Gmail User Gains Access To 30 Other Gmail Accounts Due To ISP Caching Glitch

Google says ISP glitch exposes Gmail data in Kuwait from News.com has confirmed reports that a Gmail user in Kuwait has inadvertently accessed about 30 Gmail accounts that were not his. Supposedly, he also accessed an email that had “keycodes for some embassy gate.”

Whose fault is this? Not Google! A Kuwaiti ISP was having some major caching issues, which results in people seeing other people’s content when accessing the same URL.

Have you ever gone to a web page on your computer and noticed that it was showing old content? That is a web page’s cache. Typically holding down the shift and refresh key will force the page to reload and not use the browser’s local cache. ISPs also use caching to speed up web page delivery to their users. Some pages, such as Gmail, should not be cached at the ISP level. When they are, if one person goes to a URL, it will cache the results of that URL and show it to the next person who accesses that URL.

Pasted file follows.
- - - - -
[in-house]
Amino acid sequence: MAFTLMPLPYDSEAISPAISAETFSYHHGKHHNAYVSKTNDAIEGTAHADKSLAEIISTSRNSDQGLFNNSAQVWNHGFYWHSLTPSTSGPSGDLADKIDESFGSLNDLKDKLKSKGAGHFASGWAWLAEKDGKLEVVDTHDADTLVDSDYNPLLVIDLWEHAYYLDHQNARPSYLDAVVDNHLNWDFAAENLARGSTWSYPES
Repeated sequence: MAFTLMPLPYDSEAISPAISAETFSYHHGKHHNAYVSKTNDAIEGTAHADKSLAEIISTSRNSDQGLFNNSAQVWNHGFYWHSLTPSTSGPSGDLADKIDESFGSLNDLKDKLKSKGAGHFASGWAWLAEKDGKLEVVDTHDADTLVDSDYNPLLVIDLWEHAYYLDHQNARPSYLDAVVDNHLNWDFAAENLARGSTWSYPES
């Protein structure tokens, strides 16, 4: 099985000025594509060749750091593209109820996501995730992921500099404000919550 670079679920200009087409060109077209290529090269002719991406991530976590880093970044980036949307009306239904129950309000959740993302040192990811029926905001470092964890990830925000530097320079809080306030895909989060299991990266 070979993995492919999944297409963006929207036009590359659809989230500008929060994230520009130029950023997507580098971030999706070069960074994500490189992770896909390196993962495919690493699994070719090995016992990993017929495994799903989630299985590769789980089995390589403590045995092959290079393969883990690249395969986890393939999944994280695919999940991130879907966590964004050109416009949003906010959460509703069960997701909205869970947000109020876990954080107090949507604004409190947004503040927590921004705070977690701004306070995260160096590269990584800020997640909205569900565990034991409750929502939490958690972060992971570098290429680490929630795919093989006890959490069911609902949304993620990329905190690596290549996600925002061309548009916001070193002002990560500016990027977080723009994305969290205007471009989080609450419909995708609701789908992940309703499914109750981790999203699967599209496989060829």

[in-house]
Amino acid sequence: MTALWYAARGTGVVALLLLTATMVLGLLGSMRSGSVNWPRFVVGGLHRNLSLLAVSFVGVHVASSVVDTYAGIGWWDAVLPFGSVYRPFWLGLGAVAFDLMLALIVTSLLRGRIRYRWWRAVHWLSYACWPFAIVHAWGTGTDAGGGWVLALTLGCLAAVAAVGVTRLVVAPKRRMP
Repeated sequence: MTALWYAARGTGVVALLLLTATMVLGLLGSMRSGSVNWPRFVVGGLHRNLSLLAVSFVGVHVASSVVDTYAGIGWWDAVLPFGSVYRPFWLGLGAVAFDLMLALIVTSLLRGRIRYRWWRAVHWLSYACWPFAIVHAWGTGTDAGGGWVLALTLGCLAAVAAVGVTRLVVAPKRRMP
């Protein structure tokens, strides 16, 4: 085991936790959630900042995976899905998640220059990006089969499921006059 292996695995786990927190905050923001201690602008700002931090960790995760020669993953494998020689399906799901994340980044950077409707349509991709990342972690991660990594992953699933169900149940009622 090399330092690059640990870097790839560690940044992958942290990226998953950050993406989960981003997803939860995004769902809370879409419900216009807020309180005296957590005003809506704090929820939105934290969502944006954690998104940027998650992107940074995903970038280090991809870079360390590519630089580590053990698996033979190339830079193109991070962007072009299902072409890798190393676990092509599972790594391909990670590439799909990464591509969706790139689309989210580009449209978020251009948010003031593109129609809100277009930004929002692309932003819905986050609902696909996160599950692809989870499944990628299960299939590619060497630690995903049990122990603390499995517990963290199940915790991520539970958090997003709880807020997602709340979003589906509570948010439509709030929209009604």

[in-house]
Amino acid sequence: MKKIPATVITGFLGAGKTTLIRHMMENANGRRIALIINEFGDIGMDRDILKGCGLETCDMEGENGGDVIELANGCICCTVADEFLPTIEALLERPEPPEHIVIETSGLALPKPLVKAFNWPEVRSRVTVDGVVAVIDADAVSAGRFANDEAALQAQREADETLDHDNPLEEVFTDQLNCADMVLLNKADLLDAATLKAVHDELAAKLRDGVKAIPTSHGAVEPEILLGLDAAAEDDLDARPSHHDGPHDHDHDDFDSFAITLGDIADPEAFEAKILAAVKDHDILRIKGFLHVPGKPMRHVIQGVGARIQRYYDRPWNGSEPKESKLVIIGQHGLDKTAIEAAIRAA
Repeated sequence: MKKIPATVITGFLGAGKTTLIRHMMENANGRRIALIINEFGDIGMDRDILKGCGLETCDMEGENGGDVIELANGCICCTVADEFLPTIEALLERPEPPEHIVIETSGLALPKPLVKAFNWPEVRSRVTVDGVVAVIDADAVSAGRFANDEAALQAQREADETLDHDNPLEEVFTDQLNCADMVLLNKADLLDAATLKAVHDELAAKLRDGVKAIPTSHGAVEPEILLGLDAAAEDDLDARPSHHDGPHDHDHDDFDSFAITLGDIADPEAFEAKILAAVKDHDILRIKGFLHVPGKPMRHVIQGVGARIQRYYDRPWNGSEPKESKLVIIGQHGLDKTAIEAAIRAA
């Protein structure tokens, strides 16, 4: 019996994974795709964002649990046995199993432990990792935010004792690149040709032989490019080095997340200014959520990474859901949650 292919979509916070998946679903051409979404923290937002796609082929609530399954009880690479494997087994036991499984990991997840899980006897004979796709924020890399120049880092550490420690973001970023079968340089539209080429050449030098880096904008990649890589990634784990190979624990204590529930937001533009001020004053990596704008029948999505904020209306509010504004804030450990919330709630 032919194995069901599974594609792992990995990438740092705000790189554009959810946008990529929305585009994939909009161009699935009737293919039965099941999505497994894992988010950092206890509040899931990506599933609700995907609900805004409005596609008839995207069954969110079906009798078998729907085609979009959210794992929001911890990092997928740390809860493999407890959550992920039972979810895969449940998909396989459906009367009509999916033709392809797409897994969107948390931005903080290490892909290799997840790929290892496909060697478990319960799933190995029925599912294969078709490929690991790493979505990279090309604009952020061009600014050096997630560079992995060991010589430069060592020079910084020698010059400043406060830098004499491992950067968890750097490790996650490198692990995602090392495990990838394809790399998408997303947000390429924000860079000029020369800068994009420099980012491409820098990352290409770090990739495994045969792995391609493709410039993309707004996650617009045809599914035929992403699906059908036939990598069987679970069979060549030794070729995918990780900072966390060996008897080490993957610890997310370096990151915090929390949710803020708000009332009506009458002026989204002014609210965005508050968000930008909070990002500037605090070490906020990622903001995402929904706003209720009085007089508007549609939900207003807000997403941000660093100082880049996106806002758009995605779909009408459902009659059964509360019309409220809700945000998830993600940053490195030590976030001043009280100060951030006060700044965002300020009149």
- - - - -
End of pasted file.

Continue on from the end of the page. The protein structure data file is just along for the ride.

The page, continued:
Scary stuff. The issue was reportedly fixed on Wednesday.

Related Topics: Channel: Consumer | Google: Gmail | Legal: Security

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About The Author: is Search Engine Land's News Editor and owns RustyBrick, a NY based web consulting firm. He also runs Search Engine Roundtable, a popular search blog on very advanced SEM topics. Barry's personal blog is named Cartoon Barry and he can be followed on Twitter here. For more background information on Barry, see his full bio over here.

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